For example, Emory and Grady physician Kimberly Manning, who had written about her participation in the Moderna study in a Lancet essay, posted on Twitter Tuesday. She discovered she had received placebo, and then was offered active vaccine.

After Moderna reported strong efficacy and an Emergency Use Authorization came from the FDA, this was going to happen at some point – the question was when and how. At the advisory panel hearing in December, there was some tension over whether to remove the blind immediately, as this STAT article describes:

“Companies have said that they feel an ethical obligation to deliver vaccine to placebo recipients; the FDA and experts at its advisory panel have debated whether this obligation even exists. Instead, they argue, offering vaccine to volunteers receiving placebo limits the quality of the data about the vaccine’s long-term efficacy and side effects.”

A plan to keep participants in the study under a blinded crossover design was floated, but not implemented. Some participants have said they sensed from the start, based on temporary unpleasant side effects, whether they had received active vaccine or placebo.

Posted on by Quinn Eastman in Immunology 1 Comment

Combo approach vs drug-resistant fungus

Before 2020 and the COVID-19 pandemic, concern among infectious disease specialists was rising about Candida auris, an emerging fungal pathogen that is often drug-resistant and difficult to eradicate from hospitals.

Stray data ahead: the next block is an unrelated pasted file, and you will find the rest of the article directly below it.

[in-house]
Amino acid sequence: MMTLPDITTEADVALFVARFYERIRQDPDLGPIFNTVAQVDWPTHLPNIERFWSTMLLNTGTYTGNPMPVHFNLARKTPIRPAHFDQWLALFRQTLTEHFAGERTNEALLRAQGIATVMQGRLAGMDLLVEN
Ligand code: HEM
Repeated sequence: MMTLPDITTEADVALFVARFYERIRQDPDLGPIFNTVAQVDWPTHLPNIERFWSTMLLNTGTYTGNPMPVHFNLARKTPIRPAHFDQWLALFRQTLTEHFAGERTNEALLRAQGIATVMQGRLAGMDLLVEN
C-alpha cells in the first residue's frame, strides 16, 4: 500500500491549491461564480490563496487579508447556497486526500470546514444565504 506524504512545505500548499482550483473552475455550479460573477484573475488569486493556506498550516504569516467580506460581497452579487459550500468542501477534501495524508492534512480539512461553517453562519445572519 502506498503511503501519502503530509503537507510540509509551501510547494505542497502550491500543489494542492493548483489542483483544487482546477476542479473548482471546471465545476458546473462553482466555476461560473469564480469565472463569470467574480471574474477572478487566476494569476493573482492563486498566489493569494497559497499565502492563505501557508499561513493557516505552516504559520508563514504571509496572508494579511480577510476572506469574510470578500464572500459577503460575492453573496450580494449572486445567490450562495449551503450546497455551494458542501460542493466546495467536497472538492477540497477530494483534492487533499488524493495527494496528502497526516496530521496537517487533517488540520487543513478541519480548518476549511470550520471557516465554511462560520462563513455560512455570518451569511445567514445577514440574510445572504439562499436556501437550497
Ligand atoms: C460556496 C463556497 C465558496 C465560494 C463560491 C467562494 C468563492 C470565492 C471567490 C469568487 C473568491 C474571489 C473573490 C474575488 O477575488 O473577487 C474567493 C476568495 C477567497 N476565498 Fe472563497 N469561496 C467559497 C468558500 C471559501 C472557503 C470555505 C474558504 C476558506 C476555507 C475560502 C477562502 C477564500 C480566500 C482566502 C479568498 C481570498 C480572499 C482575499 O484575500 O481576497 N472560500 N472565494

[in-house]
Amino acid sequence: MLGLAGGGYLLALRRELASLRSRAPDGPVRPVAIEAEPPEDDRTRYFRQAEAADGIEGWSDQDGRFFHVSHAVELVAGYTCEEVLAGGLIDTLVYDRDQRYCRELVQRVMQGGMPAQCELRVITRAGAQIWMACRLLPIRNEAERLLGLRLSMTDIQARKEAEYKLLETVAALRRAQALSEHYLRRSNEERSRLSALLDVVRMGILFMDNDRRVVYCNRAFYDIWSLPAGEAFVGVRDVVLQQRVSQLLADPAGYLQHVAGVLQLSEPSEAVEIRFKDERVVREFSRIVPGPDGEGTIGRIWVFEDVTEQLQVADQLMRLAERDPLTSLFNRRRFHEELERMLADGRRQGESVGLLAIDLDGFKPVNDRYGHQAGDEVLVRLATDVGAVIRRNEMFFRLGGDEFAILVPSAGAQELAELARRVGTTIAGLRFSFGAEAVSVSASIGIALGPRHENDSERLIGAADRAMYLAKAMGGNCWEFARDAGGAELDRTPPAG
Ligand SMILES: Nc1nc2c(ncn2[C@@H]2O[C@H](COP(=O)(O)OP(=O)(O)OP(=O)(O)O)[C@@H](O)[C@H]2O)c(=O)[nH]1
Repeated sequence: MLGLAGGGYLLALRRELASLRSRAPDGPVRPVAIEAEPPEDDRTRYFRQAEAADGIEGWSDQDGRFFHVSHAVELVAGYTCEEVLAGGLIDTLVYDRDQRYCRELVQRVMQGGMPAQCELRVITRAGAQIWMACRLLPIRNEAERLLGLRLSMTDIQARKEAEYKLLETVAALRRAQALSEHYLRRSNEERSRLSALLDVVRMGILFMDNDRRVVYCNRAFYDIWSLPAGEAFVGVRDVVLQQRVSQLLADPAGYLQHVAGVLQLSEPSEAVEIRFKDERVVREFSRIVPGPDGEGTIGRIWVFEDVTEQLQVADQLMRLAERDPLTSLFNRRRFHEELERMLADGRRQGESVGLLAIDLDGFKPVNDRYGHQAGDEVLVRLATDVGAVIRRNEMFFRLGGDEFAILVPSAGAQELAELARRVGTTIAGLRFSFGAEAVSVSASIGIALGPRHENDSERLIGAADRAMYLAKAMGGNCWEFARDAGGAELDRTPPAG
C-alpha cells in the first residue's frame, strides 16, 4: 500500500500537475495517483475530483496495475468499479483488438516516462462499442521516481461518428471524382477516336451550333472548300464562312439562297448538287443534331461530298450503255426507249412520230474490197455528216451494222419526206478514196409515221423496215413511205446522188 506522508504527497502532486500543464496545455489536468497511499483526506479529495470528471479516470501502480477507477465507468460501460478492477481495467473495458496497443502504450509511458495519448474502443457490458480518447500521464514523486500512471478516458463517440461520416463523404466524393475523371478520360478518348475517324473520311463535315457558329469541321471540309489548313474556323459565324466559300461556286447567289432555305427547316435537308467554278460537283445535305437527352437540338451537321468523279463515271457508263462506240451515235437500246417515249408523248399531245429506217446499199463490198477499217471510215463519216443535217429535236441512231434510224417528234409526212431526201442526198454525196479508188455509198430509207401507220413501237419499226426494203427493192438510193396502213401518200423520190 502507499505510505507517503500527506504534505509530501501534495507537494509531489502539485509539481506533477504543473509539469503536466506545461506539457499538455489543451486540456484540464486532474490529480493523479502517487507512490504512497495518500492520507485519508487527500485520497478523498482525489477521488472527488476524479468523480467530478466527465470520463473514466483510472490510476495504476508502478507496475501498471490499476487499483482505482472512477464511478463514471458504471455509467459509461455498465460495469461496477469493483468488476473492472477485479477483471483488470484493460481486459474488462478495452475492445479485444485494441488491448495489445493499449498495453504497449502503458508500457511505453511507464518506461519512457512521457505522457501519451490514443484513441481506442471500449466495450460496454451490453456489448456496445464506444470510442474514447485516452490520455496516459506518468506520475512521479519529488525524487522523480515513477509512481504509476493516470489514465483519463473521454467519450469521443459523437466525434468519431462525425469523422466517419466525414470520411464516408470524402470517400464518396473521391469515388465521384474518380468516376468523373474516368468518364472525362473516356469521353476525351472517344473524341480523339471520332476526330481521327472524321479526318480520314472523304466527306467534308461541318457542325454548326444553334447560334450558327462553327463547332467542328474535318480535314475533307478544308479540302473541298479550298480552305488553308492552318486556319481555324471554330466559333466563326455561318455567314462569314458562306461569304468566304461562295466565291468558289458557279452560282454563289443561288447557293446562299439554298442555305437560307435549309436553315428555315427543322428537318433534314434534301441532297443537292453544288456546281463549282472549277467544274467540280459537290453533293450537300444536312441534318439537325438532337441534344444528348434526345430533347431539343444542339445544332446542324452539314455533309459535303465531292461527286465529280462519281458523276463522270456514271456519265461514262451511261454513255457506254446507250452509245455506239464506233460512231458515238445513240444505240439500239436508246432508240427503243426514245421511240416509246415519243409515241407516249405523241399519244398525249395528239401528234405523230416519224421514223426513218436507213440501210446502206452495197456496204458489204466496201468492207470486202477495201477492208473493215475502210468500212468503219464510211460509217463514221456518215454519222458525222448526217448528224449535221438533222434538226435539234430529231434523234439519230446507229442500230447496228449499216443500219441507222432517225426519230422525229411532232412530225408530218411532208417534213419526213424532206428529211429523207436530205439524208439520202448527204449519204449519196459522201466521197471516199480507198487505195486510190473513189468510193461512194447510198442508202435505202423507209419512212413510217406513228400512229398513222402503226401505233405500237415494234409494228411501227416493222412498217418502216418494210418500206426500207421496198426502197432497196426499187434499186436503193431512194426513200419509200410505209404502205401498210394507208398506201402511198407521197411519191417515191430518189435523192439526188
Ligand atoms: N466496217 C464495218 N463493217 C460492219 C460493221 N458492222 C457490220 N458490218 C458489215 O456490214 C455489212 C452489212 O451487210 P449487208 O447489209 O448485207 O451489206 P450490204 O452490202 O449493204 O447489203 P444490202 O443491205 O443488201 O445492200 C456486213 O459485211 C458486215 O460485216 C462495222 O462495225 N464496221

CDC image of Candida auris

Many people know Candida can cause mouth or vaginal infections and diaper rashes. According to the CDC, Candida also can cause invasive infections in the bloodstream, particularly in hospital or nursing home patients with weakened immune systems. About 30 percent of patients with an invasive Candida infection die – and C. auris is just one particularly hardy variety.

Emory Antibiotic Resistance Center director David Weiss and colleagues have identified a combination of existing antifungal drugs (micafungin and amphotericin B) with enhanced activity against C. auris when used together. The results – in vitro only, so far — were published in a letter to The Lancet Microbe. Postdoctoral fellow Siddharth Jaggavarapu was the first author. Weiss reports his team continues to investigate combination approaches against C. auris.